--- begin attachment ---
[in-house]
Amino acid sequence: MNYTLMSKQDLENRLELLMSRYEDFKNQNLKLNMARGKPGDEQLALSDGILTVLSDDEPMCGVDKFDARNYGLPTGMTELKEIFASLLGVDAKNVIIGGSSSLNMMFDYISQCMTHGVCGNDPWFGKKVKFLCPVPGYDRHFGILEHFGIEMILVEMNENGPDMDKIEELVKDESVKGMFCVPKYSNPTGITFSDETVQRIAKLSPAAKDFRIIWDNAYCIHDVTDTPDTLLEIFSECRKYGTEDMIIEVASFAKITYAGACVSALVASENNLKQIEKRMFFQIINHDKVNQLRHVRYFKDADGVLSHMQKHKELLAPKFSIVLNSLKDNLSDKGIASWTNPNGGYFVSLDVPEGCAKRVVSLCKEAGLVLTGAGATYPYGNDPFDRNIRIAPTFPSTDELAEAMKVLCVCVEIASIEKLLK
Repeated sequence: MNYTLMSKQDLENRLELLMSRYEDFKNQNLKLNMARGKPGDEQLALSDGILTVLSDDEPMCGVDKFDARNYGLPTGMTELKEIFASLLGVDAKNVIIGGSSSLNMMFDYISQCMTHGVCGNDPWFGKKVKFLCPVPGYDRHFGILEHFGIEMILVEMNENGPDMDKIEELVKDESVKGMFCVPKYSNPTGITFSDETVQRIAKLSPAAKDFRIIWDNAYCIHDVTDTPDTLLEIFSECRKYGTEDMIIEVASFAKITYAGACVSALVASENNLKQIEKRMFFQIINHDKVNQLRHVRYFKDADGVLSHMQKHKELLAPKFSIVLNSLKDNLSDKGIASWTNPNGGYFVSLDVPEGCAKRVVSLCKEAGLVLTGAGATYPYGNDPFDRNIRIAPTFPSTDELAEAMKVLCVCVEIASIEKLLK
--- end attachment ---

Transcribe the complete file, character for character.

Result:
[in-house]
Amino acid sequence: MNYTLMSKQDLENRLELLMSRYEDFKNQNLKLNMARGKPGDEQLALSDGILTVLSDDEPMCGVDKFDARNYGLPTGMTELKEIFASLLGVDAKNVIIGGSSSLNMMFDYISQCMTHGVCGNDPWFGKKVKFLCPVPGYDRHFGILEHFGIEMILVEMNENGPDMDKIEELVKDESVKGMFCVPKYSNPTGITFSDETVQRIAKLSPAAKDFRIIWDNAYCIHDVTDTPDTLLEIFSECRKYGTEDMIIEVASFAKITYAGACVSALVASENNLKQIEKRMFFQIINHDKVNQLRHVRYFKDADGVLSHMQKHKELLAPKFSIVLNSLKDNLSDKGIASWTNPNGGYFVSLDVPEGCAKRVVSLCKEAGLVLTGAGATYPYGNDPFDRNIRIAPTFPSTDELAEAMKVLCVCVEIASIEKLLK
Repeated sequence: MNYTLMSKQDLENRLELLMSRYEDFKNQNLKLNMARGKPGDEQLALSDGILTVLSDDEPMCGVDKFDARNYGLPTGMTELKEIFASLLGVDAKNVIIGGSSSLNMMFDYISQCMTHGVCGNDPWFGKKVKFLCPVPGYDRHFGILEHFGIEMILVEMNENGPDMDKIEELVKDESVKGMFCVPKYSNPTGITFSDETVQRIAKLSPAAKDFRIIWDNAYCIHDVTDTPDTLLEIFSECRKYGTEDMIIEVASFAKITYAGACVSALVASENNLKQIEKRMFFQIINHDKVNQLRHVRYFKDADGVLSHMQKHKELLAPKFSIVLNSLKDNLSDKGIASWTNPNGGYFVSLDVPEGCAKRVVSLCKEAGLVLTGAGATYPYGNDPFDRNIRIAPTFPSTDELAEAMKVLCVCVEIASIEKLLK